The United States of America, that country that I thought was so like Europe. That I thought to be the epicenter of everything Western. With the change in powers underway at the moment, the double feelings all come back in full force.
The Up and the Down
For four months I was able to live and work in the United States, to meet some of the incredible people working at the Baha’i Chair for World Peace and at the University of Maryland, where I was fortunate to engage in discourse that continually aimed at developing “a sound scientific basis for knowledge and strategies that lead to the creation of a better world.” I had long conversations about the reality of race, read many books about feminist thinking, and worked on my project: to conceive of a method of philosophy that is not divisive but based on the matrixial mode of being.
Then to return home every day (with traffic, my living in a suburb and not having a car, an adventure in itself!) to a place where I was approached as being a white elitist, an ignorant European that had no clue about the supremacy of hard-working Americans. I saw first hand the problem of knowing you’re right. First I told them I didn’t agree with them. Then I tried to give some nuance, that not all Muslims are terrorists, that women are also humans, that we can agree to disagree. But in the end, I stayed quiet. I turned off the television as I entered the shared rooms, as I couldn’t listen to FOXnews 24/7 like they could.
My love and my despair
In a country I grew to love because of its rich history of fighting for freedoms, its beautiful nature, its strange but entertaining customs, its cultural differences, a patriotism that warmed my heart – I also felt a deep despair regarding precisely those things I fell in love with.
The fighting for freedom started to include fighting for a freedom from human decency, a freedom from science.
The nature is seen as property to be used and consumed as economy sees fit. Those beautiful natural parks, I fear for their existence. The Indian reservations I drove through, where a people live whose wealth is structurally taken away.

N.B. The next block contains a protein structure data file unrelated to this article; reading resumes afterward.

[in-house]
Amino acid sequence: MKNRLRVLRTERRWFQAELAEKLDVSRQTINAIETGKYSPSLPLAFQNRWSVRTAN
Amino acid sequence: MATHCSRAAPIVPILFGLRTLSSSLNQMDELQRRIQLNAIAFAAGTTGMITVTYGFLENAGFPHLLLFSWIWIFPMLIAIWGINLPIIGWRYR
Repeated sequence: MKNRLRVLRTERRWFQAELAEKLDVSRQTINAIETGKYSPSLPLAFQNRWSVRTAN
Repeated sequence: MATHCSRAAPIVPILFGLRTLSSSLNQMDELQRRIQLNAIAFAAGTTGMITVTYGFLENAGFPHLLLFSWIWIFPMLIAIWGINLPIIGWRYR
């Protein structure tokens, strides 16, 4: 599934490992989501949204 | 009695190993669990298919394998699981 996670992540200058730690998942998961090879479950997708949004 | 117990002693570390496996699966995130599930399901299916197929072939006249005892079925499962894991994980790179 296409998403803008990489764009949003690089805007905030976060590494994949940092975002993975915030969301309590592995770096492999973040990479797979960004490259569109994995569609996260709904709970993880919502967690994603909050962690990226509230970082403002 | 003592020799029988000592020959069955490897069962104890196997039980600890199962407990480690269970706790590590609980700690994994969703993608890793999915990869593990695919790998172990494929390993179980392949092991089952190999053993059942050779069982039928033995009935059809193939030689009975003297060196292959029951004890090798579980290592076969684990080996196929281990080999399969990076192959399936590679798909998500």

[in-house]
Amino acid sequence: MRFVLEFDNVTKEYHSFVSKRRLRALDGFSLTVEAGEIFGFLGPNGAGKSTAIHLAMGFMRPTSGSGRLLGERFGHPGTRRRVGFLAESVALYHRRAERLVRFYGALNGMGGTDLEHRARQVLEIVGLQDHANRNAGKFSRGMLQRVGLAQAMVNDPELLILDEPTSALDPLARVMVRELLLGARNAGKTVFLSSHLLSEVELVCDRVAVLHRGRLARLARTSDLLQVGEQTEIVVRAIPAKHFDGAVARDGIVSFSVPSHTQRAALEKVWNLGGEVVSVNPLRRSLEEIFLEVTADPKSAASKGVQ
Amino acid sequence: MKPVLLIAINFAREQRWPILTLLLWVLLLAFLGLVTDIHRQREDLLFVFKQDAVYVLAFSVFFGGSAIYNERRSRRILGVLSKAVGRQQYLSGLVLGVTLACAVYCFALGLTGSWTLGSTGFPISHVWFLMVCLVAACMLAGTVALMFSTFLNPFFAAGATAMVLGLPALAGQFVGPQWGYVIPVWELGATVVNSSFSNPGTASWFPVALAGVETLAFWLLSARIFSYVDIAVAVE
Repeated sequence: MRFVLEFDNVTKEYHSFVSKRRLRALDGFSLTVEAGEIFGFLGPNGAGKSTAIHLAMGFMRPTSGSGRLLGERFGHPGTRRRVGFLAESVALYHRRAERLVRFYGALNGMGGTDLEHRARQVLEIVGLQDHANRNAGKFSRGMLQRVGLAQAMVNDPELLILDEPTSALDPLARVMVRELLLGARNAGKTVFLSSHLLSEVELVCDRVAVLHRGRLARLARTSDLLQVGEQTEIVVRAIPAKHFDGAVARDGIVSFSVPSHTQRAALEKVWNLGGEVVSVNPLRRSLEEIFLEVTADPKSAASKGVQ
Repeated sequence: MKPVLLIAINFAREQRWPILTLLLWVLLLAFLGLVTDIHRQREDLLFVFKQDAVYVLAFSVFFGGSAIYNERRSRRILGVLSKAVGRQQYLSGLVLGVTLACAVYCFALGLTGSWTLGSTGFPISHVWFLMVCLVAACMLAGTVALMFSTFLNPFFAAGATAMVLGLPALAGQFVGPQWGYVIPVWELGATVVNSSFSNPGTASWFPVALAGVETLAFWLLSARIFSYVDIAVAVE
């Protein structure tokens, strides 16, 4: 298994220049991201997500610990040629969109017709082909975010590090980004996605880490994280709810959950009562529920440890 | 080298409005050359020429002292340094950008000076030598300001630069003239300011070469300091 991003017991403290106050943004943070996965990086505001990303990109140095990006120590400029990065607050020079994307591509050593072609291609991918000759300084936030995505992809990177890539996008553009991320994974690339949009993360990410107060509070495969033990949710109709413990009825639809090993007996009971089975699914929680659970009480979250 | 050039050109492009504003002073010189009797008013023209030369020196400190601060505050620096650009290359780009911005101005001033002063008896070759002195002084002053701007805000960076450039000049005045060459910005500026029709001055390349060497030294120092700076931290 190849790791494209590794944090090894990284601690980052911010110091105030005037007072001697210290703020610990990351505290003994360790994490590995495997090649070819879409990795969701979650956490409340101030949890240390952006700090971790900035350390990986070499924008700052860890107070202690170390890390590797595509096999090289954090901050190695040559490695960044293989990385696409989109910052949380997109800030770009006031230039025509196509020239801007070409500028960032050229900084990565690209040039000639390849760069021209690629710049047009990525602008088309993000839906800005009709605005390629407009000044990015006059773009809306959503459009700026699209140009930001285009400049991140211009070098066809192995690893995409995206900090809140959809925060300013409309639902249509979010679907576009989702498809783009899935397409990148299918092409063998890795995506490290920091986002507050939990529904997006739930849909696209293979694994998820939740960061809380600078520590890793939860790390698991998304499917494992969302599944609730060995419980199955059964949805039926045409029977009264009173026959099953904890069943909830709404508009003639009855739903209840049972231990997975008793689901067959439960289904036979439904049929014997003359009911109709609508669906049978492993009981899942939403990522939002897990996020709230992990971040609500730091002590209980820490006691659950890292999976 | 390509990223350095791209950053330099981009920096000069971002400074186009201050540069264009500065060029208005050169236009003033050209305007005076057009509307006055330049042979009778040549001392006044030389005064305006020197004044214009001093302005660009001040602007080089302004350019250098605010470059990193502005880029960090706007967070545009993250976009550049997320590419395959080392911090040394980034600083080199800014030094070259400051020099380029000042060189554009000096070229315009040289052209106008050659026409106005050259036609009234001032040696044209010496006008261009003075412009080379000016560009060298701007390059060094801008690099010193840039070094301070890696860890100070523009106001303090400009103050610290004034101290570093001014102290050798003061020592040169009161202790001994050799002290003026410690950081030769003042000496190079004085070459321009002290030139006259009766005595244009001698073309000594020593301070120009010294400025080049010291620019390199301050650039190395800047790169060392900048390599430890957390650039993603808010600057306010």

Those customs… where in China I had to bring my own bags to the supermarket (gladly!), in the US the only question the lady at the register asks me… is whether I want it double-bagged. Observations tell me everyone says ‘yes’ and every over-sized plastic container of something containing too much sugar is placed in two plastic bags. By itself. Each double-bag is so small, or each product so large, that often only one product fits in one bag.
Cultural difference… for instance that people are much more open and approachable in the streets, easily talking to strangers – but the homeless people going through a psychotic break on the street, shouting, talking to the voices in his head, is left alone, is not seen, at most people get upset and tell him to go away.
Patriotism of flags flying high everywhere, too many to count, but it’s hard to know what this means. It is not as if you don’t know you’re in America, there are no borders close by, there is nothing that is threatening for them to no longer be American… And then you wonder, is it a pride in a set of American beliefs that are better, or a pride in being better because on is American?
Overall, I learned to see things with different eyes. I learned things about my own eyes, and the way I have always looked at things. I’m privileged, and I’m still figuring out what that means, and as now I’m back in Europe, I realize that even though I still have no clue what this means and how it works and what I can do about it, I do see that in Europe this is not even out in the open. But I do know I don’t want to be a fighter for complacency, as this author so beautifully said in response to someone who doesn’t realize she is not equal, even though we’d like to think so.
I’ve learned that I never wanted to call myself a feminist, because I was raised in a time in which it was no longer necessary to fight for equality. It felt like putting a finger on a difference we were better to forget once existed. But the more I learn to consider reality with my new eyes, the more I realize how male thinking is still the norm, and this has never changed. Yet.
If I should point out one thing that has stuck to me most from my time in the US, it is that it is time to listen to black women. (And in the European context: any minority women… for our histories are different, but our present is scarily similar…)